My second birth also required Pitocin because my labor once again came to a halt. Luckily, I had learned a very painful lesson during the delivery of my first son — I didn't waste any time on getting my epidural this time.

Since the delivery of my boys, I've often swapped stories with other women regarding the way their deliveries went down. When I explain how painful the Pitocin contractions were I'm often interrupted with eye rolls. "Yeah, try doing it naturally," they say. This is a comment that continues to baffle me.

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Did a living being not exit my body during my delivery? Right, so why is the birth of my sons considered any less natural than that of someone that chose to forego the pain relieving medications? I applaud those of you who give birth this, by the way, but why does celebrating your accomplishment necessitate the shaming or invalidating of mine? When we tell women that their deliveries weren't done "naturally," we're deducting from their entire birthing experience. We're telling her that her experience was too easy, or that she doesn't deserve the same amount of praise as every woman who has delivered a child.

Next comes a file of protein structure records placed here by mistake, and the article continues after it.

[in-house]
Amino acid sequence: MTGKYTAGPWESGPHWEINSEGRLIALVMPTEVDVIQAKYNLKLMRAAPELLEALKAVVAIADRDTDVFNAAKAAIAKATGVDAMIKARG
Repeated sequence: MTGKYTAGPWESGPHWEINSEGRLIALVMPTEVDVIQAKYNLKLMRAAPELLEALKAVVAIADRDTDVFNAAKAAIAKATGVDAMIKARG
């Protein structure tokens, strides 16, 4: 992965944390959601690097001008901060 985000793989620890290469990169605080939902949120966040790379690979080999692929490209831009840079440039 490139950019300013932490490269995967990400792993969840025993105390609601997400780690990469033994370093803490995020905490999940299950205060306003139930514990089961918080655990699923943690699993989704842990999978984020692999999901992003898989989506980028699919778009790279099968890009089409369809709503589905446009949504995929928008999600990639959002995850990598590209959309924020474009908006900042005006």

Minimizing someone else's story or experience is incredibly belittling. If I had to take away one lesson from my labors and deliveries, it would be that you really don't have all that much control over how the whole scenario goes down. There are emergencies, complications, and delays. Each woman is unique in her own way, and each woman's baby is going to come into the world in their own way. We have very little power to predetermine any of it. For some women, having a drug-free birth may have been easy, though others in the same situation might have immediately regretted that decision.

Everyone's experience in the delivery room is different. I'm so happy for women who are lucky enough to be given all the right conditions that allowed them to work hard and get the kind of ideal birth they wanted. But in celebrating that, let's stop telling women that they didn't do it the "right" way or the "natural" way, and start applauding our bodies for the amazing work they do.